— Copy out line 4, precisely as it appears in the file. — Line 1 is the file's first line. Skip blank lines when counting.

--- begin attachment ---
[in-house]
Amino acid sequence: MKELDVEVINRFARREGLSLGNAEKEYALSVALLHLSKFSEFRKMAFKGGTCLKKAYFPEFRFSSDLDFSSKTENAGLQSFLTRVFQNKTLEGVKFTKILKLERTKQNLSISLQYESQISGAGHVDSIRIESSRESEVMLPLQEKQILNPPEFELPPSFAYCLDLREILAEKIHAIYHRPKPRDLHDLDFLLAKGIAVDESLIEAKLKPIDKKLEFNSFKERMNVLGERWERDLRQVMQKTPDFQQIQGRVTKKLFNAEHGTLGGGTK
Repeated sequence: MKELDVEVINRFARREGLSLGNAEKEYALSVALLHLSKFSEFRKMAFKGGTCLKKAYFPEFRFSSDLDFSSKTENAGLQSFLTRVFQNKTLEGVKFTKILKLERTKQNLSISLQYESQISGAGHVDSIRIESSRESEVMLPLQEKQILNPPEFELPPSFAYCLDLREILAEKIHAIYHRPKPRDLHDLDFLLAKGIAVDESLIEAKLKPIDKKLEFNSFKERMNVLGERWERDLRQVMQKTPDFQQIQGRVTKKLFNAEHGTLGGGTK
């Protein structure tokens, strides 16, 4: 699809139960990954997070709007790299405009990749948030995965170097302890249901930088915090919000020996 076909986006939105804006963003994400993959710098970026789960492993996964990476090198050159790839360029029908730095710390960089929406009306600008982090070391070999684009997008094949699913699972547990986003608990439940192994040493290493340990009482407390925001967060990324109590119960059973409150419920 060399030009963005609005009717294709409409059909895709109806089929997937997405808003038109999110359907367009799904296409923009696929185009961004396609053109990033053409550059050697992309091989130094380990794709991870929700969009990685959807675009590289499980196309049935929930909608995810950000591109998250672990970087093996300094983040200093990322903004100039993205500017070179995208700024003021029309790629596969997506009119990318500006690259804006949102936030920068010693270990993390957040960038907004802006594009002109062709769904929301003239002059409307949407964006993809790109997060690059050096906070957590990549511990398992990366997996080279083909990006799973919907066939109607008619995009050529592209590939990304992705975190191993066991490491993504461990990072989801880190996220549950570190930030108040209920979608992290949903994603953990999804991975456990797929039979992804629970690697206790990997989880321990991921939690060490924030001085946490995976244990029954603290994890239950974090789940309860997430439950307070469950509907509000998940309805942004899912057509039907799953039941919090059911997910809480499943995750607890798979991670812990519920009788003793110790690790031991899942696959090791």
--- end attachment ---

């Protein structure tokens, strides 16, 4: 699809139960990954997070709007790299405009990749948030995965170097302890249901930088915090919000020996 076909986006939105804006963003994400993959710098970026789960492993996964990476090198050159790839360029029908730095710390960089929406009306600008982090070391070999684009997008094949699913699972547990986003608990439940192994040493290493340990009482407390925001967060990324109590119960059973409150419920 060399030009963005609005009717294709409409059909895709109806089929997937997405808003038109999110359907367009799904296409923009696929185009961004396609053109990033053409550059050697992309091989130094380990794709991870929700969009990685959807675009590289499980196309049935929930909608995810950000591109998250672990970087093996300094983040200093990322903004100039993205500017070179995208700024003021029309790629596969997506009119990318500006690259804006949102936030920068010693270990993390957040960038907004802006594009002109062709769904929301003239002059409307949407964006993809790109997060690059050096906070957590990549511990398992990366997996080279083909990006799973919907066939109607008619995009050529592209590939990304992705975190191993066991490491993504461990990072989801880190996220549950570190930030108040209920979608992290949903994603953990999804991975456990797929039979992804629970690697206790990997989880321990991921939690060490924030001085946490995976244990029954603290994890239950974090789940309860997430439950307070469950509907509000998940309805942004899912057509039907799953039941919090059911997910809480499943995750607890798979991670812990519920009788003793110790690790031991899942696959090791």